First, I want to thank my friend Barry MacKay for the use of his wonderful cormorant paintings in this and the previous blog post, and for alerting us about the cormorant-kill crisis (through another list).
An avid birder, wildlife advocate and Canadian blogger for Born Free USA, Barry writes, “I don’t really understand the U.S. animal protection movement’s indifference to the mass slaughtering of cormorants that has been underway for so many years, while we are stopping it in Canada, but I strongly urge anyone who cares to read a book just published: “The Double-crested Cormorant: Plight of a Feathered Pariah, by Linda R. Wires, Yale University Press, 2014. It came a week or two ago and gives you all the arguments you
need to help protect these wonderful birds from myth-based fear and loathing by “sportsmen” who just like to kill (the birds are inedible).”
Book Review: The Double-Crested Cormorant
By Linda R. Wires
Illustrated by Barry Kent Mackay
Yale University Press, 2014
Conservation biologist Linda Wires, in an utterly remarkable new volume from Yale University Press, takes up the cause of the persecuted Phalacrocorax auritus, the double-crested cormorant, a sleek, black-plumed aquatic bird from a family thirty-five or forty species found on every continent on Earth (although the double-crested is found only in North America). “More than just an account of a maligned and persecuted animal,” Wires writes, “the cormorant’s story reflects a culture still deeply prejudiced against creatures that exist outside the boundaries of human understanding and acceptance.”
The persecution she’s alluding is a deeply-ingrained cultural thing that’s almost certainly rooted in simple commerce: for almost as long as humanity has cast its nets into bays, harbors, inlets, estuaries, rivers, wetlands, and even ponds, humanity has also labored under the conviction that it has a cutthroat competitor in the double-crested cormorant. As a result, even though cormorants in ancient China and Japan were for centuries domesticated into allies by fishermen themselves, they’ve been extensively persecuted virtually everywhere else. Wires stresses throughout her book (which is an absorbing combination natural history monograph and passionate manifesto) that this persecution continues today, and she’s very insightful on the cultural roots of it all:
When observed in its conspicuous spread-winged pose, common to several cormorant species, the cormorant acquires another potent aspect. In this notably bat- or vulture-like posture, the cormorant stands still and upright with both wings held out wide from the sides of its body. In this stance, frequently taken up after fishing, birds typically orient themselves toward the sun or the wind, presumably to dry their feathers or regulate heat loss and gain; some researchers have suggested that wing spreading occurs to heat up the bird’s food and facilitate digestion. Whatever the exact reason, the mysterious stance has an eerie, evocative quality, conjuring up images of crucifixion and vampires, and has fueled impressions about the bird’s dark nature.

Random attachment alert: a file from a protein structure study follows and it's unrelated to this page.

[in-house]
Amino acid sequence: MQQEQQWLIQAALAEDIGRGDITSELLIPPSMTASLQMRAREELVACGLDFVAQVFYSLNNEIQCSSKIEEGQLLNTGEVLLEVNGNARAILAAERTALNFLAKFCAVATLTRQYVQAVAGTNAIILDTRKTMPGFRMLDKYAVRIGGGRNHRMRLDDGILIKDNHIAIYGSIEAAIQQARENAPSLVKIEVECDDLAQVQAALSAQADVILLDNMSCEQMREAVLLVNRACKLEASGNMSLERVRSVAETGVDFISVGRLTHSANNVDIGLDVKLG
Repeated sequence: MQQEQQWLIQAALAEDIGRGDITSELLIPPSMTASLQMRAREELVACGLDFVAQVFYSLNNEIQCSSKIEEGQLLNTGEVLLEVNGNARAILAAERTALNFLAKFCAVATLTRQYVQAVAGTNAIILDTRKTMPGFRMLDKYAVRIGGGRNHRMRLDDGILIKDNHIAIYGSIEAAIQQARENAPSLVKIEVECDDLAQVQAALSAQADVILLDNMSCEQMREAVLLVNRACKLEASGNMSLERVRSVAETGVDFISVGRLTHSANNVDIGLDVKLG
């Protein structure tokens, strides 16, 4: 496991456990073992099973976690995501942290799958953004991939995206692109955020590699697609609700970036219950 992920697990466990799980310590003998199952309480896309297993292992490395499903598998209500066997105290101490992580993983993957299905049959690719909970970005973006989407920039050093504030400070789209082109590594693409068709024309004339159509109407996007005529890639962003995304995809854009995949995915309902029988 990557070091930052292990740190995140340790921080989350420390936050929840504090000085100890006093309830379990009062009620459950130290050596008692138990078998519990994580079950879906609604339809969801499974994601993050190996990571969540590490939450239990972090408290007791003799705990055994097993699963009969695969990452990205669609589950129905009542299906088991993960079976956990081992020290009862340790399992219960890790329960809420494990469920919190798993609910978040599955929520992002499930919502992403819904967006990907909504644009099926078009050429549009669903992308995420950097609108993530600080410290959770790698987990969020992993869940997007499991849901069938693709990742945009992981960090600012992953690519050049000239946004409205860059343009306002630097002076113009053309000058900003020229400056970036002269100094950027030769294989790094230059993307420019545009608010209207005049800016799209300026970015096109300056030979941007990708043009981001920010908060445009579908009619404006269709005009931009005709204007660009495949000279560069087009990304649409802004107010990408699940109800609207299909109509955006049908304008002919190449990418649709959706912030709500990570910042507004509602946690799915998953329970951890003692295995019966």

“At the heart of the cormorant’s story,” she elaborates, “is the extent to which its current treatment is (or is not) based on sound science, especially relative to its management for fisheries.” No study past or present has ever demonstrated that double-crested cormorants are true rivals to any kind of commercial fishing, and yet, largely as a result of blind prejudicial momentum, near-extinction policies persist even into the 21st century. Wires lays out in detail the wrong-headed U.S. federal policies – several of which are up for renewal in June of this year – that allow for the wholesale slaughters of cormorant populations under the guise of “culling.”
The calamity of this kind of policy is leant all the more weight The Double-Crested Cormorant by Wires’s skill at describing the natural history of these birds, which are awkward on land (Wires notes their particularly their ungainly habit of hooking their beaks onto rocks and branches in order to pull themselves lurchingly forward, a sight I’ve seen and laughed at myself) but beautifully graceful in their natural underwater environment. They hunt by sight (they have flat corneas, which help in achieving a condition unknown to life-long book-readers: emmetropia, perfect vision) except when the water is too dark or turbulent, in which case they hunt by means as yet unknown. They nest in all manner of locations, and they’re doting parents. They’re deep divers, and although they’ll eat virtually any kind of fish they can catch (including some only a little smaller than themselves), they seem to prefer just the kind of smaller ‘junk’ species that are of no interest to commercial fisherman in any case.
It’s a quietly stunning double performance: Wires is equally proficient as both the Roger Tory Peterson of the double-crested cormorant and its Rachel Carson. Her preservationist advocacy is unflinching, and her nature-writing is eloquent – and the whole book is enlivened by gorgeous illustrations by Barry Kent Mackay, who not only captures the cormorant in all its moods and actions but also offers accompanying pictures of many of the cormorant’s fellow estuarine birds, including an especially ominous drawing of a bald eagle, and a haunting illustration of a great heron.
The result of all this is an important work, a benchmark popular study of a bird species that needs enlightened help in order to survive. The Double-Crested Cormorant: Plight of a Feathered Pariah ought to be for sale in the gift shops of every national park in the United States at the very least – and from the sound of Wires’s conclusions, several copies sent to Congress might help too.